Court costs increase the lesser of two evils
Published 12:00 am Saturday, June 3, 2000
Around town this week there has been a lot of discussion about a proposed new county jail and where the money will come from to pay for it. When voters go to the polls on Tuesday, June 6, each will have the opportunity to vote either for or against a special referendum that will add $45 to court costs in Butler County as one option. If that doesn't pass, however, the county commission has made it clear that a sales tax increase for the county is not far behind. If you haven't made a decision on this issue yet, read further, there is a lot to consider.
First of all, the commission has given the voters two options and two options only. Had they their way, the commissioners would have increased sales taxes months ago and construction for the new jail would probably be already underway.
However, during two public forums hosted by the commission, voters of the county came out in force against any kind of increased taxes and the general consensus of those in attendance was that if faced with two options, the increase in court costs would be better than increased sales taxes. The Advocate has since said that we support the option of increased court costs because we feel that the option provides our county a way of providing a new jail for our legal system by letting those who go through the legal system pay for it. To us it sounds logical.
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On May 31, however, a letter to the editor from Howard Haygood encouraged voters in the county to vote "no on the referendum in regards to court costs." While I personally have great respect for Mr. Haygood and his right to voice his opinion, I have to say that I emphatically disagree. I disagree primarily because Mr. Haygood's reasoning does not address the simple reality of the issue: we will have a jail, that is no longer up for discussion, and we have only two choices as to how we pay for it-either we increase court costs in the county for ourselves, or the commissioners will increase our sales taxes for us. It is really that simple.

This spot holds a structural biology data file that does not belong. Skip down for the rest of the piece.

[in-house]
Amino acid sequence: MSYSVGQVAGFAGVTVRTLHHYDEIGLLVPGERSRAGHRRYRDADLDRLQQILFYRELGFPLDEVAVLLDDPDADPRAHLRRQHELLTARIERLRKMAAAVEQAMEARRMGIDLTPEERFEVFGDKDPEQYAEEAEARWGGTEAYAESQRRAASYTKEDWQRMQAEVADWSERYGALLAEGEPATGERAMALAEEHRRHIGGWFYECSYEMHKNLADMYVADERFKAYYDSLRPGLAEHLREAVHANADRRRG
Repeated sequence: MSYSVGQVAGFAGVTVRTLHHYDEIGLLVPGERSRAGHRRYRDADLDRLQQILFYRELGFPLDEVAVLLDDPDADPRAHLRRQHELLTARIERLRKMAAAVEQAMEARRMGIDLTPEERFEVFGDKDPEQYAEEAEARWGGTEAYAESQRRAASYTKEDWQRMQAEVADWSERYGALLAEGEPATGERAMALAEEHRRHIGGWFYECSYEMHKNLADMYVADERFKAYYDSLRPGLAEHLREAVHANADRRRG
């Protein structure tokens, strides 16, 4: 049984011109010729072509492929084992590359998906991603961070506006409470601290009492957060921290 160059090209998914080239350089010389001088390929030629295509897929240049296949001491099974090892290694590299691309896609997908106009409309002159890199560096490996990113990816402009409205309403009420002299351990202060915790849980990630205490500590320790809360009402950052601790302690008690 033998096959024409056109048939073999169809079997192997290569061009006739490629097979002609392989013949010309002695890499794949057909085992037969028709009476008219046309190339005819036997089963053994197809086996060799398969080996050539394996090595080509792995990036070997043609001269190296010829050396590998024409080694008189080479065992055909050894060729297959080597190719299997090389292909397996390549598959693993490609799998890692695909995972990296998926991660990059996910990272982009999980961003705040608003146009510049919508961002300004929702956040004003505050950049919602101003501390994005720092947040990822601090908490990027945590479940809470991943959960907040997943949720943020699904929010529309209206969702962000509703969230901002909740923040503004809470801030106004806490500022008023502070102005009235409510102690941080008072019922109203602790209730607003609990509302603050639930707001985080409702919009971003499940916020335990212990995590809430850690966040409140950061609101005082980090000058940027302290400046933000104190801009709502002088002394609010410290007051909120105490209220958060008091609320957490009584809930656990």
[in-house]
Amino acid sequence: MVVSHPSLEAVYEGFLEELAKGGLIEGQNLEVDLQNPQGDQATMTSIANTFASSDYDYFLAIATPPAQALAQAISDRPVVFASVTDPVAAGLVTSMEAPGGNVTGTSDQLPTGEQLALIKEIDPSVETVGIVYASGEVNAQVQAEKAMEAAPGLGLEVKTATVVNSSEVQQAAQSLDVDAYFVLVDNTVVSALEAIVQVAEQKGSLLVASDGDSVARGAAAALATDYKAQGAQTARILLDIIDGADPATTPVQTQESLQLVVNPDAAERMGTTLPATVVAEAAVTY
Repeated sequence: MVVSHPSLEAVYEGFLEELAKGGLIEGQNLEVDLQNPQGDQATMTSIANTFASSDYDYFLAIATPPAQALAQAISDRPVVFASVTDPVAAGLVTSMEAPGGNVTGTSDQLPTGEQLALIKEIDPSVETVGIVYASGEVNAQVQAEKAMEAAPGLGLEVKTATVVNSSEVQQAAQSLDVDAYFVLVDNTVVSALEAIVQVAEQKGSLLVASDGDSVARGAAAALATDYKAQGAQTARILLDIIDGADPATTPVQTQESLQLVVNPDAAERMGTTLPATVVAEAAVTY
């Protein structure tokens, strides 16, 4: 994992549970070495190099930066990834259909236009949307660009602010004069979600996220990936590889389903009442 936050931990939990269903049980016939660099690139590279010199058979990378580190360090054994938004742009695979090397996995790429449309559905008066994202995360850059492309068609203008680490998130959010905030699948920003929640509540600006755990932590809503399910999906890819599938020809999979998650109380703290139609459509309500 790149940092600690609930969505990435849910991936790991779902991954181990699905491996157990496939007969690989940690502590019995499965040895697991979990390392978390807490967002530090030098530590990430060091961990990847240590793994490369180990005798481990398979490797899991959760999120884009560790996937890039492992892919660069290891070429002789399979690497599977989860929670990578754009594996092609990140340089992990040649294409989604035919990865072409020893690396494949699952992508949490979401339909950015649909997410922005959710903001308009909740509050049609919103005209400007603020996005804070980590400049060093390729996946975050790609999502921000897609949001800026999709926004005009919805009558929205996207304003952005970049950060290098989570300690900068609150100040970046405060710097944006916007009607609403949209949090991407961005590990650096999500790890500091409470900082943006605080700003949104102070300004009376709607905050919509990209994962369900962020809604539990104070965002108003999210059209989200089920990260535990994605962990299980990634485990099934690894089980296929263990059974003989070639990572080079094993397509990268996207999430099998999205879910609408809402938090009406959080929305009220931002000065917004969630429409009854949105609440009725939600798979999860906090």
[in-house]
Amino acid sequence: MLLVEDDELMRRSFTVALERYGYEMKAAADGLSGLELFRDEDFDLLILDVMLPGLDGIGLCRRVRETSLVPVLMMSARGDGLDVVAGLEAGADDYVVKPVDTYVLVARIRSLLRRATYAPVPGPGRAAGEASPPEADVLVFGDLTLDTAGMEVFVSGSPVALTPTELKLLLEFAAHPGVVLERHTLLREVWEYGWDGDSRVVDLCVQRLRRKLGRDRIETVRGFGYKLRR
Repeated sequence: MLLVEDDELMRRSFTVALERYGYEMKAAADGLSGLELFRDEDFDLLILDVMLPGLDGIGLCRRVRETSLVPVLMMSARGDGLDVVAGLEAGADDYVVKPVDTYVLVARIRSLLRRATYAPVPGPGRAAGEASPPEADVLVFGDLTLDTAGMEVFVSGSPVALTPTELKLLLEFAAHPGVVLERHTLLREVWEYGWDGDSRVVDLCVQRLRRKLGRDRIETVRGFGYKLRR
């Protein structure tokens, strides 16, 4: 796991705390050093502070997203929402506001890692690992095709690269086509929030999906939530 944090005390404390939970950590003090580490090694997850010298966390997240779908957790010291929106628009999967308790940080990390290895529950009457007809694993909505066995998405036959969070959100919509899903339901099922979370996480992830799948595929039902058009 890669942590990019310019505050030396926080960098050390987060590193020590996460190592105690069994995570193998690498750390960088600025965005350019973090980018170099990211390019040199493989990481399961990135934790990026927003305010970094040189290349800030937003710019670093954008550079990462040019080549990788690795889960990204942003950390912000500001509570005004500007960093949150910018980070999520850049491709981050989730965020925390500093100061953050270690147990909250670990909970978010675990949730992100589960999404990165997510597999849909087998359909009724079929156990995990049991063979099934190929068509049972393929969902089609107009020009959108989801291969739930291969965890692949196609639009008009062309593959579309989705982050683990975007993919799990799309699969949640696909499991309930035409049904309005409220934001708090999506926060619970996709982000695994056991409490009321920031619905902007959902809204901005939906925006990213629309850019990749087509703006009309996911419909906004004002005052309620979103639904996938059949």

Mr. Haygood seems to think that we should risk the sales tax issue and vote out of office any commissioner who supports it. The reality of the issue is that four of the five sitting commissioners have already said they are willing to put their political future on the line to push this issue through. So, no matter whether we vote the pro-tax
commissioners out or not, the legacy of the sales tax, which all citizens of the county will be forced to pay, will be left behind anyway. I for one do not wish for that to happen. As a bonus for the commissioners, they will still have four years to sit on the board before the community could take action against them.
Mr. Haygood also seems to feel that increased court costs are an unfair tax on the poor. I feel this is an unfair argument, based on stereotypical information and not fact.
According to the circuit clerk's office, lower income people are no more likely to receive a traffic citation than someone with a higher income. And, while there is some correlation between poverty and crime, the fact remains that each and every one of us holds the key to paying, or not paying, increased court costs. Quite simply, if you don't want to help pay for the new county jail you don't have to. Stay out of trouble, don't get sued, don't speed or run stop signs, and don't give the cops any reason to come out to your house and the responsibility for paying for the jail will fall to those who do.
We must all remember that the county has already settled one lawsuit out of court to the tune of $40,000. And, a similar case against the county that had been dismissed was recently reopened on appeal. Cases like this will continue to hinder our county unless we do something about the problem now. If we, the citizens, can't come up with a solution soon, however, it is only a matter of time before a federal mandate will force us to build a jail that is more expensive than we really need.
It is time to put this issue to rest. Please, vote yes on the referendum that increases court costs in Butler County.